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Introduced by Dr Scott Thomas, Lecturer in International Relations and the Politics of Developing Countries, in the Department of Economics and International Development, University of Bath, on 19 November 1999
The speaker began by distinguishing political changes which result from religious groups acting `from above' (as in Iran, Egypt, Afghanistan, Israel, etc.) and those influencing `from below' (as in Algeria, Israel, Italy, Latin America, the United States, etc.).
At root, economic and democratic grievances prompt agitation, although religious practices are the focus - as in the wearing of veils, prayer in schools, debates on creation versus evolution, etc. Women adopt the veil where secular states are regarded as US-linked. In times of crisis funerals become political.The global democratic revolution is increasingly affected by such developments. Although UN conferences on women, human rights, etc. promote development, they are seen as promotions by secular élites and resisted by populist religious movements as destructive of cultures and traditions. Modern communications tend to develop an integrated global culture, whereas the reactions of religious groups in developing countries suggest anti-modernity. Dr Scott Thomas questioned that, however. It may alternatively be an affirmation of authenticity.
Scholars have only recently become aware of the trends and the issue has now become a subject of academic debate. Some see the future as turning on cultural conflict essentially, which will threaten peace and dominate politics.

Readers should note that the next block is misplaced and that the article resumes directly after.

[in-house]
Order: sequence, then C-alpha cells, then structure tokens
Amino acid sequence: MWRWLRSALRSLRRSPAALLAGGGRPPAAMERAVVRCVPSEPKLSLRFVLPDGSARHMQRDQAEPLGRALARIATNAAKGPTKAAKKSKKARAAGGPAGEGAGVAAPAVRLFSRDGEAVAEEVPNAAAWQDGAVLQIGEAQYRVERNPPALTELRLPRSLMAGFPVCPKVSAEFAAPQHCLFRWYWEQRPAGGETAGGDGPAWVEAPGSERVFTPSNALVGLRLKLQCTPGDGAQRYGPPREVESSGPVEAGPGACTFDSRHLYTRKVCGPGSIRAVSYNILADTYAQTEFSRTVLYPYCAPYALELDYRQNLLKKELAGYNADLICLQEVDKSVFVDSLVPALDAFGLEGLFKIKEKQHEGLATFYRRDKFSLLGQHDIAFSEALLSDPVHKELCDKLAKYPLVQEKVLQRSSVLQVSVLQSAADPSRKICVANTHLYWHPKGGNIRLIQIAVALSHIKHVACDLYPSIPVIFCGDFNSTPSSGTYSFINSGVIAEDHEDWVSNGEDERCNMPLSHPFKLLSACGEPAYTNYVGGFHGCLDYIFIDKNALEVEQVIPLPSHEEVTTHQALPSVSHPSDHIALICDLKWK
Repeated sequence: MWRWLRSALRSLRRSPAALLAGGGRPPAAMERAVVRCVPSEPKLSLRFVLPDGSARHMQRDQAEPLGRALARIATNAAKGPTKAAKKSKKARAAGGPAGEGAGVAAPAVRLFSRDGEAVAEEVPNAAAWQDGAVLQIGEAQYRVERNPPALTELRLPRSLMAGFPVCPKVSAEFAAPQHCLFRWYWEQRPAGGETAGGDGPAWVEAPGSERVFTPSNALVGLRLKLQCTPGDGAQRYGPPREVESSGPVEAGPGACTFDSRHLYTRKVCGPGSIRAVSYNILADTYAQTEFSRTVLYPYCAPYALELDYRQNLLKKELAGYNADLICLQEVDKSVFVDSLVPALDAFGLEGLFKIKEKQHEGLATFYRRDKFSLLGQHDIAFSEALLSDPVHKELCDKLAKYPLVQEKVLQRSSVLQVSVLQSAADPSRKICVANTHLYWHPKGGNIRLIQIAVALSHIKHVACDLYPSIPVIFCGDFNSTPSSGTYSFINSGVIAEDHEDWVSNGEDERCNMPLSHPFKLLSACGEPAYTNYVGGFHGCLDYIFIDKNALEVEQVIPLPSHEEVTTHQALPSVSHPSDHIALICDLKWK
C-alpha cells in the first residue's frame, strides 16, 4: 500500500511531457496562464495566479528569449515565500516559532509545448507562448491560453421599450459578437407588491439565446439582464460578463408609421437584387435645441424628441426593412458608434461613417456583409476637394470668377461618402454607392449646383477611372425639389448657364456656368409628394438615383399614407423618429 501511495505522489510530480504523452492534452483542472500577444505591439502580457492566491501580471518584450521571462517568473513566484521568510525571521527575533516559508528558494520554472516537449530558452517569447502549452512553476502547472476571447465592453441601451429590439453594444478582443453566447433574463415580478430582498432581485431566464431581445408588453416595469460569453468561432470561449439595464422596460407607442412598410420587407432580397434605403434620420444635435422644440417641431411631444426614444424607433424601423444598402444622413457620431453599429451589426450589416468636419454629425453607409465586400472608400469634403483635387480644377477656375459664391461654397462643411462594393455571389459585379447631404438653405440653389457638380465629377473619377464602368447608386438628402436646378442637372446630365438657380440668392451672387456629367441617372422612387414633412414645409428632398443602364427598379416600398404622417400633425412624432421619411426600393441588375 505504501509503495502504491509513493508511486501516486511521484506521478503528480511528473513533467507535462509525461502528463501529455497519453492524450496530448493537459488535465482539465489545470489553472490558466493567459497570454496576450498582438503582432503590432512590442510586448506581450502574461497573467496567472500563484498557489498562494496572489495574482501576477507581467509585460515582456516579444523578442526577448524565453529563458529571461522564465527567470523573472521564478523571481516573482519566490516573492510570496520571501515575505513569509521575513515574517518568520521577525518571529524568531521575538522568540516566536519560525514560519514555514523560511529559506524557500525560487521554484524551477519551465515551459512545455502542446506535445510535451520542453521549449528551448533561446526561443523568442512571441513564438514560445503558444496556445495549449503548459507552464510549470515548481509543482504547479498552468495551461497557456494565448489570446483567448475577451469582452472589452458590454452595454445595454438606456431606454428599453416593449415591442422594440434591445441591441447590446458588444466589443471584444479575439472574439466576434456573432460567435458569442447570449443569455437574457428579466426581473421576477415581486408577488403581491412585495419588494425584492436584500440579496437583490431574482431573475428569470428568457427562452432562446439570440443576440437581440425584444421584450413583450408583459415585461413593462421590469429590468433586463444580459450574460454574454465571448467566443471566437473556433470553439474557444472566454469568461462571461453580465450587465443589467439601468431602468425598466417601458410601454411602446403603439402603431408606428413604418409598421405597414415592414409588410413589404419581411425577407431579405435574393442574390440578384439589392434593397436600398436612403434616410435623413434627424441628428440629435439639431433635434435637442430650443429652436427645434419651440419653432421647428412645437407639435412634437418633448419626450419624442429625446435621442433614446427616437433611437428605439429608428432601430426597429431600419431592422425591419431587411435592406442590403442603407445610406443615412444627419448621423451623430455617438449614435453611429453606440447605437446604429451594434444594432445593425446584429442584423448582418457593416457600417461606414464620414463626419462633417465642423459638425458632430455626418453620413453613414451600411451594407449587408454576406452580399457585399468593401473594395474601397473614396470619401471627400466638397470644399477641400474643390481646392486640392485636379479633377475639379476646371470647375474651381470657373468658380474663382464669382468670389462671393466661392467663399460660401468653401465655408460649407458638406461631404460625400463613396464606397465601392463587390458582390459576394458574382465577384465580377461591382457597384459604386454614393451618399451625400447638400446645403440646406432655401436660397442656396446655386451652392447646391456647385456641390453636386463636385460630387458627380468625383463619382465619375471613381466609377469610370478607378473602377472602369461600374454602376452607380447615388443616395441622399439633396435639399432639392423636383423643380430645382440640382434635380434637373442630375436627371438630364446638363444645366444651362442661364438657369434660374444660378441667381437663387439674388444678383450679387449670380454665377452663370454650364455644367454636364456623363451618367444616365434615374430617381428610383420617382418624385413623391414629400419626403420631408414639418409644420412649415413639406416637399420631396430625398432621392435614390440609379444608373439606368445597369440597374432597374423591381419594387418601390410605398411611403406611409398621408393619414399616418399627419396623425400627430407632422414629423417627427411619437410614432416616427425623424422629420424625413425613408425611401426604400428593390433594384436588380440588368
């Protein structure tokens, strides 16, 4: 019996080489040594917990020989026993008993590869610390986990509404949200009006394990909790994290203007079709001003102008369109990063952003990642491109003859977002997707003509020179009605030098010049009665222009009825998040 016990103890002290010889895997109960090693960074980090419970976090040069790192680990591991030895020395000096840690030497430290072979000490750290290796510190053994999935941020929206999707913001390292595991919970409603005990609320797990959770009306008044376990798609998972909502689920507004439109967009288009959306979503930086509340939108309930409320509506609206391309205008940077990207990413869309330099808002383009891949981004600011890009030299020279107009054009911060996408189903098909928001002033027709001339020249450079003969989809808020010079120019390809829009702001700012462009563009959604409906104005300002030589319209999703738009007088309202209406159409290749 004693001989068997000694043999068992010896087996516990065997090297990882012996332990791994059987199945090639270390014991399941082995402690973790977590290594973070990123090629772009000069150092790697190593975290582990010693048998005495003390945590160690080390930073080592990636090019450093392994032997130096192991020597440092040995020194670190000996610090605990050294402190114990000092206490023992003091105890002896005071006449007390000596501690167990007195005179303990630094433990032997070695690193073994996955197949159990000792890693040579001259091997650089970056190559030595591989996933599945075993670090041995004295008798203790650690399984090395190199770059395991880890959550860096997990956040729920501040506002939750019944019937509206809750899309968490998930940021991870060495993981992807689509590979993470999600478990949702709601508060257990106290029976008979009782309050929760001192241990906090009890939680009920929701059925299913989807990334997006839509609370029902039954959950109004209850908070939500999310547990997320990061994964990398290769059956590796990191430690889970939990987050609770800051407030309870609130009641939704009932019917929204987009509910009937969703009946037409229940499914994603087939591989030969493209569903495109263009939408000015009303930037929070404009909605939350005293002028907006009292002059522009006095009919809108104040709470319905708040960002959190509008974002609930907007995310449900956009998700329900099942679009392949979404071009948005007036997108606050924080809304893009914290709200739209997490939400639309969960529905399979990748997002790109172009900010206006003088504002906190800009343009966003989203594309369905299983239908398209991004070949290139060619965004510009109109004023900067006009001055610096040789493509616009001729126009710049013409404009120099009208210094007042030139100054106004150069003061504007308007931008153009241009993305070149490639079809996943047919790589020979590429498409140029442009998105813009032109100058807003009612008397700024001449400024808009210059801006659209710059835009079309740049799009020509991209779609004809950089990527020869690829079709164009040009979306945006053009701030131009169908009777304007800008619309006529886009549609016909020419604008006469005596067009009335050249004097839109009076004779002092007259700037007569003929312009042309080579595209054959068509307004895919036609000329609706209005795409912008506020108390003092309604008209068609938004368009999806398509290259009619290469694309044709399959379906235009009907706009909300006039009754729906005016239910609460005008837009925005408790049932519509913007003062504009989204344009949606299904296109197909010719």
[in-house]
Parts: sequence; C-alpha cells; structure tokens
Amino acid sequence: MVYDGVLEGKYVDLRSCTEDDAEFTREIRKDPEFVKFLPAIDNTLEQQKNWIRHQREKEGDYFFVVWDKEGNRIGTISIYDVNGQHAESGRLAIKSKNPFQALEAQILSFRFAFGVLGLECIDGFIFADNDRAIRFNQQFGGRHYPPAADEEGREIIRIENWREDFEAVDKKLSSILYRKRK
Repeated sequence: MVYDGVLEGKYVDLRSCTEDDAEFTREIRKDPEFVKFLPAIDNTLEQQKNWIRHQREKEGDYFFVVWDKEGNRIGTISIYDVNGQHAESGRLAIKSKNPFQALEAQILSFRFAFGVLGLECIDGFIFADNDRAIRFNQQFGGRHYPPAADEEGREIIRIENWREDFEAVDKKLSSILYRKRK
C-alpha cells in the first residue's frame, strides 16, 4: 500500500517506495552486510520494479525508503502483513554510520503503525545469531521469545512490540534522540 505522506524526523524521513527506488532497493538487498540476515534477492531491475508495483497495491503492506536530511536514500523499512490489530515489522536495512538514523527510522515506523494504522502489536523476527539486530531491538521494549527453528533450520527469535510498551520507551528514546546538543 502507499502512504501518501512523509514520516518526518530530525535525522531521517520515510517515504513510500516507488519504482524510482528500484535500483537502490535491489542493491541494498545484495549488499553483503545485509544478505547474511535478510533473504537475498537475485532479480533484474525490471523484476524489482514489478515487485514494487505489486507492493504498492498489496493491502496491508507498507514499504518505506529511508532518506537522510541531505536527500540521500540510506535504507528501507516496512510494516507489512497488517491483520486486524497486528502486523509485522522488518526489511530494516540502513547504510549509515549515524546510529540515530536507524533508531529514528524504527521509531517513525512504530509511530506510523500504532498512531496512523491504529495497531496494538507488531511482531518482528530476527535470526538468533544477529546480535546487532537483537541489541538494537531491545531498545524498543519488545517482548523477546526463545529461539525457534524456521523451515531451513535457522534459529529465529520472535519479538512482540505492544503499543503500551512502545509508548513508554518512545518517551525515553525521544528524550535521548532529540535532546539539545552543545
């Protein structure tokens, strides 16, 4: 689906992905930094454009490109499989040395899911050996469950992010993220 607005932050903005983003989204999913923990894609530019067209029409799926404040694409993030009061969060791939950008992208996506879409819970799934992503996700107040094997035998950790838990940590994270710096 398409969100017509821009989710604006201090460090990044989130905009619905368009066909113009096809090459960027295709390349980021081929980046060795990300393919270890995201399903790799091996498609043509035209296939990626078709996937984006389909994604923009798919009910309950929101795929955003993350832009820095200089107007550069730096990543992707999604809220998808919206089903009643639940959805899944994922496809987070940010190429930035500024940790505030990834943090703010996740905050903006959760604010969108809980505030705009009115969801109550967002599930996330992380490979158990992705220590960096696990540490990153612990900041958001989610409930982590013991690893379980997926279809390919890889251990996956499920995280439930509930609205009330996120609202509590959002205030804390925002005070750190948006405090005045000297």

In discussion the speaker emphasised that wealthy and educated protesters share views with others that individualism and a Western style of life is relatively `soulless' and does not in itself promote a `better life'. One contributor questioned the true commitment of protesters to religion in its purest forms, but others argued that whatever their motives, healthy international links could be forged through multiculturalism .
Other factors exemplified in religion-based agitation were discussed. Science produces problems as well as progress. International aid programmes are sometimes subject to funding diversions. Powerful agencies are seen to distort world trade. Developing countries often feel powerless to affect such issues. Scholars expected `modernisation' to remove those kinds of problem, but widespread disillusionment is clearly evident and the symptoms may readily be seen in the reactions of the protesters.